Internet Immunity and the Freedom to Code

Communications of the ACM, Vol. 62, pages 22-24 (2019)

5 Pages Posted: 4 Sep 2019

See all articles by Eric Goldman

Eric Goldman

Santa Clara University - School of Law

Date Written: September 2019

Abstract

The Internet’s freedom to code is in jeopardy. In 1996, Congress enacted 47 U.S.C. § 230, which says Internet services aren’t liable for third-party content in many cases. In practice, for over two decades, Section 230 has legally immunized coders’ decisions about how to gather, organize, and publish third party content.

Section 230 has become a political target by all sides, but reforming it will impair coding freedom. This essay explains how Section 230 came into existence, the effects it has had, and why technologists should rally behind it to preserve their ability to build the next generation of Internet services.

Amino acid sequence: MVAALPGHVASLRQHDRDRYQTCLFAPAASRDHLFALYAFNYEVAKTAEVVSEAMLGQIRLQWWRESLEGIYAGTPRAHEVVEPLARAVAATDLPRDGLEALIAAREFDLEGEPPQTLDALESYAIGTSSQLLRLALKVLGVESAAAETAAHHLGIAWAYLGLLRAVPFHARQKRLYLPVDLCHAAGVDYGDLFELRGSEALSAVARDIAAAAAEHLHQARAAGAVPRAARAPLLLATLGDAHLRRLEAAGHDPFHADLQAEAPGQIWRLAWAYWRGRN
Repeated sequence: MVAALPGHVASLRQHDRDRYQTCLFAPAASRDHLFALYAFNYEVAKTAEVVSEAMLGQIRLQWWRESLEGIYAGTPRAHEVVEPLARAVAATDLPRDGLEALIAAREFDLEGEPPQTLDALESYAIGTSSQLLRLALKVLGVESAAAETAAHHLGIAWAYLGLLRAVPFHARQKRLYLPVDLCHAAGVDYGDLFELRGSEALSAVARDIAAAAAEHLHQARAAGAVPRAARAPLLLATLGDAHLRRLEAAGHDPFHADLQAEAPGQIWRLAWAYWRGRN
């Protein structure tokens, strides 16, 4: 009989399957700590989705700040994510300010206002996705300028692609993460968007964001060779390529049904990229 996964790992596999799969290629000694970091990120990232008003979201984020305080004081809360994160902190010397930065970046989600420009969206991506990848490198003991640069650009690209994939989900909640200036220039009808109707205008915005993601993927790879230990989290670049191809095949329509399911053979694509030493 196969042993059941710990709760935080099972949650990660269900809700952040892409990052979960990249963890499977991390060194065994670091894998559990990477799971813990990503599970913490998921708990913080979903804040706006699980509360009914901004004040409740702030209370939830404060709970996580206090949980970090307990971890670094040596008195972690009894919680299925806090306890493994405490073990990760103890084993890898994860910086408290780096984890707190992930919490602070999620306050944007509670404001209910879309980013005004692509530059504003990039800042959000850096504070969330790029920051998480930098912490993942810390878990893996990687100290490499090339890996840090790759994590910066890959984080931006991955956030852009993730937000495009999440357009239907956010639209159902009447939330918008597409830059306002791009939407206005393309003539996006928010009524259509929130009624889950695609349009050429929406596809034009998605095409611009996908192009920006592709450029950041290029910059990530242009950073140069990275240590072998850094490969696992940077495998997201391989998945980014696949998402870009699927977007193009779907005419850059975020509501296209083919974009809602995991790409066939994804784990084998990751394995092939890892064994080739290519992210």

Keywords: free speech, section 230, 47 usc 230, communications decency act, cda, freedom, innovation

JEL Classification: k20, K4, O3

Suggested Citation

Goldman, Eric, Internet Immunity and the Freedom to Code (September 2019). Communications of the ACM, Vol. 62, pages 22-24 (2019). Available at SSRN: https://ssrn.com/abstract=3443976

Eric Goldman (Contact Author)

Santa Clara University - School of Law ( email )

500 El Camino Real
Santa Clara, CA 95053
United States
408-554-4369 (Phone)

HOME PAGE: http://www.ericgoldman.org

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